Fighting Your Ancestors’ Battles: Intergenerational Trauma

Fighting Your Ancestors’ Battles: Intergenerational Trauma

Imagine being traumatized by something that didn’t even happen to you. That is the reality for an unknown number of people whose relatives have experienced trauma. A common misconception is that when a traumatizing event happens to someone, it only impacts the life of that individual. What is often not considered is how this trauma will impact their future children, grandchildren, and generations to come. The effects of trauma can last generations and can be transferred through genetics, verbal communication, and cultural norms of oppressed groups.

Leah Warshawski’s grandmother, Sonia, is a Holocaust survivor. Sonia witnessed her mother being taken to the gas chamber to die. Sonia herself was shot in the chest, but miraculously survived to see the end of the war, and her freedom from the concentration camp. Her devastating yet inspiring experience left her with more than just physical wounds. Sonia struggled to connect with her children, often being too judgemental and filled with anxiety at all times. Leah describes her childhood as generally happy, although something was always off as they never discussed their family’s history with the Holocaust. It wasn’t until her adult life that she began experiencing anxiety, a lack of connection with family members, and intense self-judgement. She began to experience symptoms similar to that of her grandmother’s. Digging a little deeper, she realized that what she was dealing with was trauma. However, this trauma was not her own. She was dealing with intergenerational trauma as a third generation Holocaust survivor.

Intergenerational trauma can exist in a variety of different forms and can be experienced by anyone whose family has gone through trauma. Often, intergenerational trauma is displayed by a higher rate of mental illness in the children of those who have experienced trauma. Those who experience intergenerational trauma tend to struggle with anxiety, depression, and PTSD. Many individuals living with these types of mental illness may not even know that the cause of their mental health issues is intergenerational trauma, as it can happen without them even knowing their ancestors experienced any kind of trauma. However, in some cases individuals that experience intergenerational trauma become fixated on specific trauma that a family member experienced. Sometimes they even relive it as though they experienced it themselves.

In many instances, intergenerational trauma is passed down verbally. For example, if a parent experienced trauma in a hospital, they may have a fear or distrust of doctors and pass this fear onto their child who later develops a similar fear of doctors. For a parent who grew up or lived in a stressful environment, it is in their nature to continue to live in “survival mode.” This then gets passed down to their children, who have learned these fears from their parents. Oftentimes, a parent believes they are doing their child good by protecting them from the trauma that causes them so much stress. However, their actions can lead a child to feel discomfort and anxiety surrounding similar triggers of their own, thus propagating the trauma in future generations.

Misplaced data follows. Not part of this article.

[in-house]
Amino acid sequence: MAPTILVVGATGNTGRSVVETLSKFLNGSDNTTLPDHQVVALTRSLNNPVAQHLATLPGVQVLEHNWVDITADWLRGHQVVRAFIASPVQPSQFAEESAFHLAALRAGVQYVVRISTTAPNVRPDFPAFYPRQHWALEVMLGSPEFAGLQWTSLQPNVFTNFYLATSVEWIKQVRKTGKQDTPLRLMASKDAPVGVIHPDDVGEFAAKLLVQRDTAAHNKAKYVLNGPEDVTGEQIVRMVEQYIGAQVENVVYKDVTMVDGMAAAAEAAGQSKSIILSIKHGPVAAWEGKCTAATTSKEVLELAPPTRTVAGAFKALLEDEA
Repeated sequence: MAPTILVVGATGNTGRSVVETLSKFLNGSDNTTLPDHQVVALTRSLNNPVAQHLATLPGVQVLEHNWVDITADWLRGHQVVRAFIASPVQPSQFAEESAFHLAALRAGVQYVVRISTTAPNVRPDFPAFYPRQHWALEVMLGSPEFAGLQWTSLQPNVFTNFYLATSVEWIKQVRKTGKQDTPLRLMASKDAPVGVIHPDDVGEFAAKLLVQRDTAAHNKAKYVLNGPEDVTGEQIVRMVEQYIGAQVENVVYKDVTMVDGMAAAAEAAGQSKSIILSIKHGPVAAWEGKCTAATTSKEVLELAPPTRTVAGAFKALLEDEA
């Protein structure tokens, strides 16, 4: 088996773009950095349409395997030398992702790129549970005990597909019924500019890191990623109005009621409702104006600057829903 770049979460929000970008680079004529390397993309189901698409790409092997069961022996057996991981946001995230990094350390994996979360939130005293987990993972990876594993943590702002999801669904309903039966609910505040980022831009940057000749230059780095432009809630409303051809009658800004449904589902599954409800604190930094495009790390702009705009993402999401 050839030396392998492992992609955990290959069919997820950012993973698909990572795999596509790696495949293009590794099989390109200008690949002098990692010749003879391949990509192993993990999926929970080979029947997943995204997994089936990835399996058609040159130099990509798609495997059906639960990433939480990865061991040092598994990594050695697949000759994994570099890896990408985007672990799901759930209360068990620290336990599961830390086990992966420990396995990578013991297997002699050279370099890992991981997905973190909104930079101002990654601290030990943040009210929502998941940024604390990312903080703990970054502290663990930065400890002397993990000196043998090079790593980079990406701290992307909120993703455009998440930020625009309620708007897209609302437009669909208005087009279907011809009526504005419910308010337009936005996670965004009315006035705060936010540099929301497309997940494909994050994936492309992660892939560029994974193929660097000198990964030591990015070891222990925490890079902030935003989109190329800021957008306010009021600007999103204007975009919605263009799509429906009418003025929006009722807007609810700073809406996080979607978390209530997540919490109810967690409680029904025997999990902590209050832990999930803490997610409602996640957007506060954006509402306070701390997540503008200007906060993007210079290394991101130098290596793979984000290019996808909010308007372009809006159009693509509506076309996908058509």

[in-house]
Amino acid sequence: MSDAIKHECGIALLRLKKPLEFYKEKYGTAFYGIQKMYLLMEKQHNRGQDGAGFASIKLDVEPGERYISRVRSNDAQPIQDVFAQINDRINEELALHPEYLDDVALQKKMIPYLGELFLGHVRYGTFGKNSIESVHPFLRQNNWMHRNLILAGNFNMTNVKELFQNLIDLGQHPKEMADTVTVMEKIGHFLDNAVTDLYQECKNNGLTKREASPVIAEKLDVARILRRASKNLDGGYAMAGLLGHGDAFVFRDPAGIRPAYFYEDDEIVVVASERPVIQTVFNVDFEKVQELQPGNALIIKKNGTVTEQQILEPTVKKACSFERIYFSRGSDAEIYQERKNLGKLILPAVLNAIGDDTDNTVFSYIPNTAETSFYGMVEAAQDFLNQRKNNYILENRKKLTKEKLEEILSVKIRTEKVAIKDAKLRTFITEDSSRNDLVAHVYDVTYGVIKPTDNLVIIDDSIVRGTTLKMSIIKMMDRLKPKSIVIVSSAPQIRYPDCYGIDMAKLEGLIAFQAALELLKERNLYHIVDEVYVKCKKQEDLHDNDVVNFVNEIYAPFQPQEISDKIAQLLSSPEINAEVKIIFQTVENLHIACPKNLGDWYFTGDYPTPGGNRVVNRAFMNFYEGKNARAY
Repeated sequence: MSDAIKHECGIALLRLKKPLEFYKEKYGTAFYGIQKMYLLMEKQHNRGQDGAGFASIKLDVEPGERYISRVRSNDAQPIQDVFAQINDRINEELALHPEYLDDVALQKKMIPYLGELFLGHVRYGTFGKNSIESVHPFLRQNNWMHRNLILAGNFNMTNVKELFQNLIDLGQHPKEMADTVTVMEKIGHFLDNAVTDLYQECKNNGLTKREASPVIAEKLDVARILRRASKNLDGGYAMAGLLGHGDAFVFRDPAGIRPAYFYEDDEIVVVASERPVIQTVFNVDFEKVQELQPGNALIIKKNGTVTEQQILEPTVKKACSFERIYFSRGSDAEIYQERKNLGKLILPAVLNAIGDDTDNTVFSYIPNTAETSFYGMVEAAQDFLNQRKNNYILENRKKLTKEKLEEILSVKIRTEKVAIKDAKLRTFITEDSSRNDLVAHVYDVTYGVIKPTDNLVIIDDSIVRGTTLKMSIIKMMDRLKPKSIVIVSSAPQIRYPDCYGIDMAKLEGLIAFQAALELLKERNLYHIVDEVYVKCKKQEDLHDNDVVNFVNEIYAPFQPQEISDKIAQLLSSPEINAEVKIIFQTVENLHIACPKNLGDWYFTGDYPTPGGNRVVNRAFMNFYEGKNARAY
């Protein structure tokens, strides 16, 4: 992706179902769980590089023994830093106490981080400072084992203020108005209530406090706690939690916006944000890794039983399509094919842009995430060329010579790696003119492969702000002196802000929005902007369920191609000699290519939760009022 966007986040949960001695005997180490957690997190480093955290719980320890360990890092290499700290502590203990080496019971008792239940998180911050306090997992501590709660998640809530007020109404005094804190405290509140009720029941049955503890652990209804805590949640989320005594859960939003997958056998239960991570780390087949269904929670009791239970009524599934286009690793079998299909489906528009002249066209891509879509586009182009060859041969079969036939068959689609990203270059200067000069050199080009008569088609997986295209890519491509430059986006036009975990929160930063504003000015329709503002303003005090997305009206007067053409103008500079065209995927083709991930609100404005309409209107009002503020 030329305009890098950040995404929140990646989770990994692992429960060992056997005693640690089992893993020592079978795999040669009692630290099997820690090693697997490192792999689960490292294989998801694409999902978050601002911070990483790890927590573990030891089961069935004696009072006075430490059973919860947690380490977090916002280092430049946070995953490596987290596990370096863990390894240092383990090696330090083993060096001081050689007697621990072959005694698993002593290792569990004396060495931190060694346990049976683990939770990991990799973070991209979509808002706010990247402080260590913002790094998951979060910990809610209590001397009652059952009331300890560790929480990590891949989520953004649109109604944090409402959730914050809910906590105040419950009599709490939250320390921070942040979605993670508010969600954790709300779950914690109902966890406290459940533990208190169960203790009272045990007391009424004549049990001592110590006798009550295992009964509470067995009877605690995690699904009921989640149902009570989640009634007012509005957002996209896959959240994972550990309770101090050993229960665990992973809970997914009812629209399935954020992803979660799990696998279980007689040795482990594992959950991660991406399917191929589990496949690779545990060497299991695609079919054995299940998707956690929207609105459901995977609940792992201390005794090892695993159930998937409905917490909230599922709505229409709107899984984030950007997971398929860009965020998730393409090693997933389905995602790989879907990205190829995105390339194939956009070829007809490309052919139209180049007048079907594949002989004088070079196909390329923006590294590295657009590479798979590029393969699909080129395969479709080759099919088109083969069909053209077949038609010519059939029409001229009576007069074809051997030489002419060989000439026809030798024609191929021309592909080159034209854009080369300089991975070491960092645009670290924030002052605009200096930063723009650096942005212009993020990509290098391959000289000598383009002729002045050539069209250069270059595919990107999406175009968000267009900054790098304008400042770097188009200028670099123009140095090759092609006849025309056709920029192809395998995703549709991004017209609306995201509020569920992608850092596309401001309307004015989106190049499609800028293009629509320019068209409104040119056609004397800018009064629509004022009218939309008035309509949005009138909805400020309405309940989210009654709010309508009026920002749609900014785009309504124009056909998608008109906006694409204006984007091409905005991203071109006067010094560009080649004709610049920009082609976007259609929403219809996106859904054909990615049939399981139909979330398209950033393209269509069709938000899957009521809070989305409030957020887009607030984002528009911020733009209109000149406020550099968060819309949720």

Some studies have shown that in addition to verbal communication, intergenerational trauma can be passed down genetically. When a person experiences an extremely stressful or traumatic event, their genes and sex cells can be altered. One study from the University of California showed that children of Holocaust survivors had lower levels of methylation, a stress-receptor. This is not the result of a genetic mutation, but rather a specific expression of a gene similarly among the population of children whose parents experienced trauma. The lack of methylation could be the result of the body’s biological adaptation to being in a stressful environment. Other studies have shown that trauma can directly change the RNA of sperm and therefore the genes of the child. Additionally, studies have shown that trauma that occurs while a mother is pregnant can greatly impact the genetics of their unborn child. However, this science is still relatively new and hard to study. As a result very little is known about the genetic component to intergenerational trauma.

Communication and genetic patterns within a family are often perpetuated by large scale historical trauma. Historical trauma, such as slavery and genocide, has impacted families of color and other oppressed groups throughout the world. Historical trauma is similar to intergenerational trauma as it is trauma passed down from generation to generation. However, historical trauma exists on a much larger scale, often the entire populations and communities experience trauma and intergenerational trauma within their families. Historical trauma is particularly prominent within Blacks, Native Americans, and other minority groups who have experienced large-scale oppression and trauma. For better or worse, many of us carry the experiences of our ancestors within us. The events that have shaped them continue to shape us today.


Carey, Benedict (2018, December 8). Can We Really Inherit Trauma? The New York Times.

Coyle, Sue (2017, May). Intergenerational Trauma- Legacies of Loss. Social Work Today.

DeAngelis, Tori. (2019, February). The Legacy of Trauma. American Psychological Association.

TedX Talks [Username]. (2017, May 9) How do you cope with the trauma you didn’t experience? | Leah Warshawski | TEDxTwinFalls [Video]. YouTube.

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